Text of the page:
By Navy Petty Officer 3rd Class William Selby
Special to American Forces Press Service
June 3, 2009 - Though the Afghan National Police still face many challenges, they continue to make progress on a daily basis, a senior U.S. advisor said. "The police officers that I see and deal with on a daily basis are very dedicated to their cause and to their nation," Army Col. Dave Harris, commander of Regional Police Advisory Command South, said during a "DoDLive" bloggers roundtable May 29.
Harris oversees 19 teams in southern Afghanistan that mentor thousands of members of the Afghan National Police in the country's Helmand, Kandahar, Uruzgan and Zabul provinces. The mentors live, train and interact with members of the Afghan National Police to prepare them to be a self-sustaining force, Harris said.
"We have developed what we call a mission-essential task list for the police in southern Afghanistan," the colonel said. The police officers learn how to conduct cordon-and-search, response force, convoy search, site security and traffic control point operations. They also learn about community policing, criminal investigations and how to handle detainees, he explained.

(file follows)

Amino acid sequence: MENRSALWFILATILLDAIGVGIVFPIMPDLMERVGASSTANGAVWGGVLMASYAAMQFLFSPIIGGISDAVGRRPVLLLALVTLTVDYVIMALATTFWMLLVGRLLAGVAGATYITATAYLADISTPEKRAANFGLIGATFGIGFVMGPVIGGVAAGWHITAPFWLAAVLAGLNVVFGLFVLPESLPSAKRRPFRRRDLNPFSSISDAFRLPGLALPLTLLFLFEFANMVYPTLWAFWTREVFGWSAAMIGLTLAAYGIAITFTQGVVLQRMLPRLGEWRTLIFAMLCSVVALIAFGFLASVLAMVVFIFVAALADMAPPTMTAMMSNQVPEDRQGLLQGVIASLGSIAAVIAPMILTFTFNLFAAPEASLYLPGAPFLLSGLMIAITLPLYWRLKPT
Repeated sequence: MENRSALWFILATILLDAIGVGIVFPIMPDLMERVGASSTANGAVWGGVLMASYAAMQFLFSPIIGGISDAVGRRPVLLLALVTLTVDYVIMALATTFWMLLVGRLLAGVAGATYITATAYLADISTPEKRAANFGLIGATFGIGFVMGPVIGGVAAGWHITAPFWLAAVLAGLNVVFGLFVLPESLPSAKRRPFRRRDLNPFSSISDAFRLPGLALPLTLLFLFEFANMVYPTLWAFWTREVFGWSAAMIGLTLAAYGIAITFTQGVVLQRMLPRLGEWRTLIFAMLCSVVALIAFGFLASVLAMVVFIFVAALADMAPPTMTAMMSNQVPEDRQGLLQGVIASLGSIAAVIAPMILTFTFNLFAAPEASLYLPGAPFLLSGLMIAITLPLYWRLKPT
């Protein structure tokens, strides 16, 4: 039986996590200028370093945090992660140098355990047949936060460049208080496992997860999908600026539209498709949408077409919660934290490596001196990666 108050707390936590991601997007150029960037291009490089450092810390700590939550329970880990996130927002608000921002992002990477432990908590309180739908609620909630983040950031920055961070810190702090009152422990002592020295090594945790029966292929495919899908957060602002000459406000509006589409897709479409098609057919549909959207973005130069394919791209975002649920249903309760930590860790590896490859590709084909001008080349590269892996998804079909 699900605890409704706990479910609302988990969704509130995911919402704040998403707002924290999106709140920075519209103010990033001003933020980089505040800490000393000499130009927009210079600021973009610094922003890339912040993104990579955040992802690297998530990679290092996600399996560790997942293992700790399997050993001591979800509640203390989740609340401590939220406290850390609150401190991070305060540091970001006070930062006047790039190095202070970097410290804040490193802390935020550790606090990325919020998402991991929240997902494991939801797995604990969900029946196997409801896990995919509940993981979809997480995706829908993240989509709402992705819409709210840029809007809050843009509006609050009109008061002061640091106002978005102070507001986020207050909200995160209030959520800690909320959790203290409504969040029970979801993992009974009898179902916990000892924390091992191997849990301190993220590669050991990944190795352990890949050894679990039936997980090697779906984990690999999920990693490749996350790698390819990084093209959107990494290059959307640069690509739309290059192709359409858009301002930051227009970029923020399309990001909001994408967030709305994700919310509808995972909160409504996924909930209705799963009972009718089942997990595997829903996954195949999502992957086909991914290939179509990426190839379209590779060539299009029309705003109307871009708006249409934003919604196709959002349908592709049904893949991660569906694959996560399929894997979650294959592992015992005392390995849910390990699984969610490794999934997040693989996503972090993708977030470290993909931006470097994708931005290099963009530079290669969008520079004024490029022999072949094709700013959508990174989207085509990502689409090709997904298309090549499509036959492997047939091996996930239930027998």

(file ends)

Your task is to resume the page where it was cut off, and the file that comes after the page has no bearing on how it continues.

Once the police are trained and their noncommissioned officers are developed, Harris said, the Afghans will be able to train their own soldiers and police in such tasks.
Prior to this rotation, Harris said, all NCOs were sent to Kabul for training. Now, an NCO academy is being built in southern Afghanistan, and it will pay big dividends, he added.
As the mentors continue to train the Afghan National Police, they also must deal with numerous challenges that include leadership, logistics, improvised explosive devices and engagement with enemy forces, he said.
"They're in contact with enemy forces practically on a daily basis," he said. "The IED threat is still the largest threat in the south."
Compensation for the police has been an issue, but the Afghan Interior Ministry is trying to address that now, the colonel said. The ministry is trying to pay everyone electronically, but banks are limited in Afghanistan, Harris explained.
Logistics also has been a problem, he said.
"It is designed to come down through the regional headquarters through their logistics center, which is then broken down to the provincial level and then distributed to the districts," Harris said.
"The process is in place," he added. "We just have to work with them daily to make sure it stays on track."
(Navy Petty Officer 3rd Class William Selby serves in the Defense Media Activity's emerging media directorate.)